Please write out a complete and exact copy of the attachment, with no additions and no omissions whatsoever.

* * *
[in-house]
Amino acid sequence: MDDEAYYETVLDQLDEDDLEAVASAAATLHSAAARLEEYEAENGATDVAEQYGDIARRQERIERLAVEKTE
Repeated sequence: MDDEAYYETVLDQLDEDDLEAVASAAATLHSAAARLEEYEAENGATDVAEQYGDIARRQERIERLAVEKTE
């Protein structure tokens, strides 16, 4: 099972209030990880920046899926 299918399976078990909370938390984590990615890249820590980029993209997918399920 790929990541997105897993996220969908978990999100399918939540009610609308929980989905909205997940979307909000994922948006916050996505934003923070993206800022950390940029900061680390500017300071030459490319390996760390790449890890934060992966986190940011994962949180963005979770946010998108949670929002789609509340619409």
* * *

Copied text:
[in-house]
Amino acid sequence: MDDEAYYETVLDQLDEDDLEAVASAAATLHSAAARLEEYEAENGATDVAEQYGDIARRQERIERLAVEKTE
Repeated sequence: MDDEAYYETVLDQLDEDDLEAVASAAATLHSAAARLEEYEAENGATDVAEQYGDIARRQERIERLAVEKTE
């Protein structure tokens, strides 16, 4: 099972209030990880920046899926 299918399976078990909370938390984590990615890249820590980029993209997918399920 790929990541997105897993996220969908978990999100399918939540009610609308929980989905909205997940979307909000994922948006916050996505934003923070993206800022950390940029900061680390500017300071030459490319390996760390790449890890934060992966986190940011994962949180963005979770946010998108949670929002789609509340619409």